Artist Gordon Keith designed the tiki heads to the Byars’ specifications.

Florida Memory Project.

Tiki Gardens open March 15, 1964. Admission to walk the scenic “Polynesian Adventure Trail,” with its tall, foreboding tikis around every bend, was $1.25 for adults, 50 cents for children.

Admission to the gift shops, of course, was free. It was all part of the Tiki Gardens experience.

We’d like to suggest that someday you take your best girlfriend and your camera and visit our island paradise. Out there you’ll find the King’s Fish Pond, Fire Mountain – the highest promontory in Pinellas County – thousands of beautiful birds, a monkey village to entertain the kids. We say it’s a place to dream a while – beautiful, exotic Tiki Gardens.

America was going through a “tiki” craze in the late 1950s and early ’60s, with South Seas imagery and design affecting everything from art and architecture to music and movies. The hospitality industry, naturally, found a way to exploit the exotic escapism presented by the all-consuming fad.

Frank and Jo Byars had never been to Hawaii or the South Seas, but they were swept up in tiki-mania – and Frank, in particular, was quick to realize there was a buck to be made.

Postcard image.

They sold a little bit of everything in the gift shops, remembers tiki enthusiast Jon Bortles, who’s writing a book about Frank and Jo Byars. “They sold baskets, they sold fine china. Anything Frank thought tourists might want to buy, they sold it. They sold menswear, and not everything had the Hawaiian motif. I have a tie with racehorses on it, and the Tiki Gardens label.”

A native of Clearwater, Bortles remembers visiting Tiki Gardens as a child, with his family. The tiki heads, he recalls, were imposing and scary. It was only after he grew up and started doing research on Polynesian culture that he realized what a strange mash-up Tiki Gardens really was.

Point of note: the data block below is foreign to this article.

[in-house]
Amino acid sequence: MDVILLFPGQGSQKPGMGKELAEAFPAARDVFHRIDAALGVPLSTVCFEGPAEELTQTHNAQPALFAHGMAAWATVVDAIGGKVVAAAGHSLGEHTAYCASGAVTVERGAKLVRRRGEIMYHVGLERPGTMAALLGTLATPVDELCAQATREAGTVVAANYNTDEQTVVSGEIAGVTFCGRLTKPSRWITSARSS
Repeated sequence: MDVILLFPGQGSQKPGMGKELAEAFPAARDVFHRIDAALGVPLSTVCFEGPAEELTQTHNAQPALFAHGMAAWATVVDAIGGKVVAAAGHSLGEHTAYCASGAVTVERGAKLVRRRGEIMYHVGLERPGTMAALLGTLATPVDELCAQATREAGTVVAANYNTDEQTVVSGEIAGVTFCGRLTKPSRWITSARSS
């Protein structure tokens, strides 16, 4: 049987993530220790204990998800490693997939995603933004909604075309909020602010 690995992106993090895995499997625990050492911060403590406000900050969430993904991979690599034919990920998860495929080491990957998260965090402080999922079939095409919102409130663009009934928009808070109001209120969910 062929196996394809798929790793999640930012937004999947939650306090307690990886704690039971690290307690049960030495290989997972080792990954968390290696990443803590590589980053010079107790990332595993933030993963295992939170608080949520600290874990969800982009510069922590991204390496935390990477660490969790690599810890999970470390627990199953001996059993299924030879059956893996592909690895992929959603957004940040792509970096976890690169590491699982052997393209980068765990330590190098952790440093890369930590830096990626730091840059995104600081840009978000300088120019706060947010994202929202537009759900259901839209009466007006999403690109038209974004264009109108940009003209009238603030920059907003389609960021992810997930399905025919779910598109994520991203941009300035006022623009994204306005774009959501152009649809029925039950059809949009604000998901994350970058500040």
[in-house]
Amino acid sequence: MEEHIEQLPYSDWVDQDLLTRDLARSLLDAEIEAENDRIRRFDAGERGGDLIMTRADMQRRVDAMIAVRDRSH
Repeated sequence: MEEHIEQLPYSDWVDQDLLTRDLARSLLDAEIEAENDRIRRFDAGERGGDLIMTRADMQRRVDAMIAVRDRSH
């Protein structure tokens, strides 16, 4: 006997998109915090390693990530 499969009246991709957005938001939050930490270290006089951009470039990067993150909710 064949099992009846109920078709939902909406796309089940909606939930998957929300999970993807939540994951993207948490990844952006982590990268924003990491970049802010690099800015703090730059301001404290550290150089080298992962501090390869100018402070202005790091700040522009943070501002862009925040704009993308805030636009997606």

“A lot of the decorations were painted and designed by Jo who, bless her heart, probably didn’t do a whole lot of research into stuff,” he says. “People who are seriously into Polynesian art today look at some of it, and they’re scratching their heads.”

It was, Bortles says, common practice for movies of the era to blithely blend imagery from different cultures. Tiki Gardens was no exception.

“You’ve got Polynesian things, but right next to them you’ve got something from Alaska. Or things from Indonesia. Or African masks. Anything that was considered kind of exotic, nobody really went into the history of it. Hawaii, Tahiti, Fiji, Micronesia, they were all lumped into one group. Frank used to buy masks that were made in South America, and put them up for sale as tiki masks.”

A record album, Exotic Sounds of Tiki Gardens: A Fabulous Audio Fantasy, was produced in 1967 and sold exclusively in the gift shop. Prized by tiki collectors today, the limited-edition private pressing is a fascinating time capsule, as Frank (on Side One) and Jo (Side Two) breathlessly describe their “South Seas Island Paradise.”

It’s part “you are there” audio verité and part P.T. Barnum salesmanship.

Following the horn-blowing, drum-pounding accompaniment to the torch-lighting ceremony, Frank – speaking with a thick Southern drawl – introduces “Direct from the Islands, Princess Carloa,” who croons Elvis Presley’s “Hawaiian Wedding Song” in a tremulous soprano voice. She is identified in the back-cover credits as Carla Perry.

Postcard image.

Thank you Princess, really beautiful. And now, the little wahines are leaving to light the torches in big Tiki Gardens. Here you’ll find an island paradise. The lighting effects at night are simply fantastic. You should go out and see ‘em. It’s one of Florida’s major attractions. We call it our Polynesian Fantasy At Night. This concludes our ceremony here in the little garden. We hope you’ve enjoyed it. It’s been our real pleasure to bring you this ceremony. We do this each evening at twilight, in an effort to make your stay in Florida, and your visit to Tiki Gardens, a little bit more pleasant.

And so now, let’s on with the luau! Let’s over to Trader Frank’s for one of those delightful teriyaki steak dinners. Let’s browse the eight shops, they’re all jammed with interesting items from the exotic marketplaces of the world! Let’s take a stroll on beautiful Pier Kahiki, or visit the Polynesian Fantasy, beautiful, exotic Tiki Gardens. And as they say in Hawaii, until we meet again, aloha.

From the collection of Jon Bortles.

Trader Frank’s didn’t have an elaborate tiki-themed floor show; Ernie Shreeves on the keyboard provided the entertainment at the 450-seat restaurant. He was also a homebuilder and, in the 1970s, a pioneer in the development of solar energy. Shreeves’ daughter, Lynn Shreeves Dixon, remembers him as a “jack of all trades.”